Following steps taken for the Pfizer vaccine, a federal committee voted on Thursday to offer Moderna Vaccine boosters to people who have severe COVID-19 because of their age, underlying health conditions or high risk of viral infection. are at highest risk of -19 disease. Exposure where they work or live.
There is not yet strong enough evidence to recommend a booster for the general population, the group agreed.
A unanimous vote by a panel of outside experts for the US Food and Drug Administration would expand the capacity of nearly 70 million Americans to increase their safety with a third shot at pharmacies, doctors’ offices, health clinics and elsewhere.
But boosters, alone, will not end the pandemic, said infectious disease specialist Dr. Eric Rubin warns.
“If we’re going to get out of this thing, it’s vaccination without being vaccinated,” he said.
Specifically, the panel endorsed authorization for Modern Booster for these groups:
• People 65 years of age and older
• People aged 18 to 64 who are at high risk of developing severe Covid-19
• People between the ages of 18 and 64 who live or work in conditions that increase their risk of serious complications from COVID, such as living in institutions or working in healthcare.
Younger and healthier people show a stronger immune response to the initial vaccines than older ones, he said. Secondly, their defense seems to be getting stronger with time. And they have an increased risk of adverse effects, such as inflammation of the heart.
“I don’t necessarily need a ‘Let It Rip’ campaign for boosters for everyone who has ever been vaccinated,” said immunologist Dr. Stanley Perlman of the University of Iowa.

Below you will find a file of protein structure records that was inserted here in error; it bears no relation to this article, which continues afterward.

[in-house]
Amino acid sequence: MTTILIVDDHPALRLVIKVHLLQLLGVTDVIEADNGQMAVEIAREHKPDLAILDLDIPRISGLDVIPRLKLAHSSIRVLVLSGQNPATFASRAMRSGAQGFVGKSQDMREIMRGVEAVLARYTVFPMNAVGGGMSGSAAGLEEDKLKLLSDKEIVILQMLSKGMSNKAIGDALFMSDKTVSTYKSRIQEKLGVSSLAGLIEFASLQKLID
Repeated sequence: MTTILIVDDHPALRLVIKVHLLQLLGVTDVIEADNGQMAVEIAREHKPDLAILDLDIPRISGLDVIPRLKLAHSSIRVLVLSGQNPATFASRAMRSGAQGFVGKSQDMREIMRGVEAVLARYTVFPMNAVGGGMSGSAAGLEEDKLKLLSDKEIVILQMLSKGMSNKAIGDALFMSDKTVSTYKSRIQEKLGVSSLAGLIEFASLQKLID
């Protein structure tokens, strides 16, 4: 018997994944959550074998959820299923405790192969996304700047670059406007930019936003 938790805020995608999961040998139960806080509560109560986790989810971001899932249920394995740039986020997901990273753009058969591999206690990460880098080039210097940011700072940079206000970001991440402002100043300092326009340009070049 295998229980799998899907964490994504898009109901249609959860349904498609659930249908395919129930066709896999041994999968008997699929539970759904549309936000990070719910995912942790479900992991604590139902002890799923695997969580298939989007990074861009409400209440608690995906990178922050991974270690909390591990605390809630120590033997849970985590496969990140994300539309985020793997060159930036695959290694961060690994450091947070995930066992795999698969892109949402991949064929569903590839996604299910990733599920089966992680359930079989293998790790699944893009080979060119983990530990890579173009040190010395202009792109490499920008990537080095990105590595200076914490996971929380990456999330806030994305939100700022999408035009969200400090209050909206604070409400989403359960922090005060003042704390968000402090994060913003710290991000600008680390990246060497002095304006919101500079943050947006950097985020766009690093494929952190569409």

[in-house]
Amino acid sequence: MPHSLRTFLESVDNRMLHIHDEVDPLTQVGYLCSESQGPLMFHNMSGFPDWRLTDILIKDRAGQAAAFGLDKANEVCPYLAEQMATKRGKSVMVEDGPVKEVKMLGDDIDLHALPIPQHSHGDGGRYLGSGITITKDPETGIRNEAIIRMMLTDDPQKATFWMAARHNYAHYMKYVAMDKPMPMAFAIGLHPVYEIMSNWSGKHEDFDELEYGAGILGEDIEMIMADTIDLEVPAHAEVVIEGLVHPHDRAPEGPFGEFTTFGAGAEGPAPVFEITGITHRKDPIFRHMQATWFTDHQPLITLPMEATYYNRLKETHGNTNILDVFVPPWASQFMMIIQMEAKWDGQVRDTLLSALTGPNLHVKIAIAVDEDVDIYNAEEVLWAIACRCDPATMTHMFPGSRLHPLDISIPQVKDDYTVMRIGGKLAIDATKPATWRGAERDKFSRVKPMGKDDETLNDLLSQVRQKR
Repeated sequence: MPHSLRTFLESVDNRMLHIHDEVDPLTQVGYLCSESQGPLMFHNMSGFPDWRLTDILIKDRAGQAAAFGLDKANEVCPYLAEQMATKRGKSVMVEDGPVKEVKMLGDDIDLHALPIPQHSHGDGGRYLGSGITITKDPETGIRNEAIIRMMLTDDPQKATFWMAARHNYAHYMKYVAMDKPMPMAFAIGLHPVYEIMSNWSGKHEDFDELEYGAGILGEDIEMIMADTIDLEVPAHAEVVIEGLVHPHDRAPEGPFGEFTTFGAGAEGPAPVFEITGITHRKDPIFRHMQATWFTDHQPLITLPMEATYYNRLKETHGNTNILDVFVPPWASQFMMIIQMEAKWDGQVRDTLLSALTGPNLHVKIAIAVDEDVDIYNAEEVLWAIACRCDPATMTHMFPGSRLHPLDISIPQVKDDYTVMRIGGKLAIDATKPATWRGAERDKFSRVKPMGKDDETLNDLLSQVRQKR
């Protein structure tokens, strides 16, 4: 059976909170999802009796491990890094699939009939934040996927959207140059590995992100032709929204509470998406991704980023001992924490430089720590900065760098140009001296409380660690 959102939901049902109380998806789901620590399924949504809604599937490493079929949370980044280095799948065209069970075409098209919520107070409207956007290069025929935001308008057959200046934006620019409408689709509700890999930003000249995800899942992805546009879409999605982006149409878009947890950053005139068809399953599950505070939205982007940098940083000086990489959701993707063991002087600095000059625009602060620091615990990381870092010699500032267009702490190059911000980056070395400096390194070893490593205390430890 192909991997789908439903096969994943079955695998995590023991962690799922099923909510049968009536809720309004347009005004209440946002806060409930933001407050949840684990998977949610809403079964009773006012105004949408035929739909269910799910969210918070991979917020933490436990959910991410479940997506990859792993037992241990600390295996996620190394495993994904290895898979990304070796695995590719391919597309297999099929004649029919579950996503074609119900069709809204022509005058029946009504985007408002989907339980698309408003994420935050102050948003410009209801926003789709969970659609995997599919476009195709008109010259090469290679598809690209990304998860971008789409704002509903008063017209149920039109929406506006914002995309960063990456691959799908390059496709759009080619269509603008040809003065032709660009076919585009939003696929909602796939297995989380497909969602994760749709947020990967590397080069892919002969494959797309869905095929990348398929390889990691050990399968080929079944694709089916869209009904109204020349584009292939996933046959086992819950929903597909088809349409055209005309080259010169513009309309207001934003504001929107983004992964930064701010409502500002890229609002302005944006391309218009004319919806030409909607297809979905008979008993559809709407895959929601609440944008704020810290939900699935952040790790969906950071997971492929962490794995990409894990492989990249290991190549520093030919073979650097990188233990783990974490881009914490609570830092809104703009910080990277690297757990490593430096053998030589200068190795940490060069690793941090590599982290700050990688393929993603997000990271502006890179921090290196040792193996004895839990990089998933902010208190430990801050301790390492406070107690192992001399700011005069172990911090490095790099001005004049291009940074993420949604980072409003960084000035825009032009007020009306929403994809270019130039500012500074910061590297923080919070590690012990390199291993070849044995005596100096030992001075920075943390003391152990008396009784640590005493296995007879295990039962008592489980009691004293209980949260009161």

Recipients of Moderna Booster, such as Pfizer recipients, must wait at least six days after their second injection before being eligible for a third shot.
Earlier this week, a review by the US Food and Drug Administration found that a booster shot of Moderna vaccine — which is half the dose of the initial shots — increased protective antibodies in people who had received the first two doses.
There is growing concern about evidence of so-called mild to moderate “breakthrough infections” in people whose antibody levels are reduced.
It is not clear whether these falling antibody levels will, over time, increase the risk of serious illness, hospitalization and even death.
That’s because antibodies, while easily measured, are only a barometer of immunity, said Dr. Paul Offit, director of the Center for Vaccine Education at Children’s Hospital of Philadelphia.
Another branch of the immune system — which deploys B cells, T cells and fresh antibodies — keeps the virus’s memory, and lasts longer. This provided an additional measure of security.
Last month, officials authorized the use of Pfizer boosters in high-risk groups.
But according to the US Centers for Disease Control and Prevention, only 4% of Americans have received this booster. In the highest risk group of the elderly, 10% have received a booster.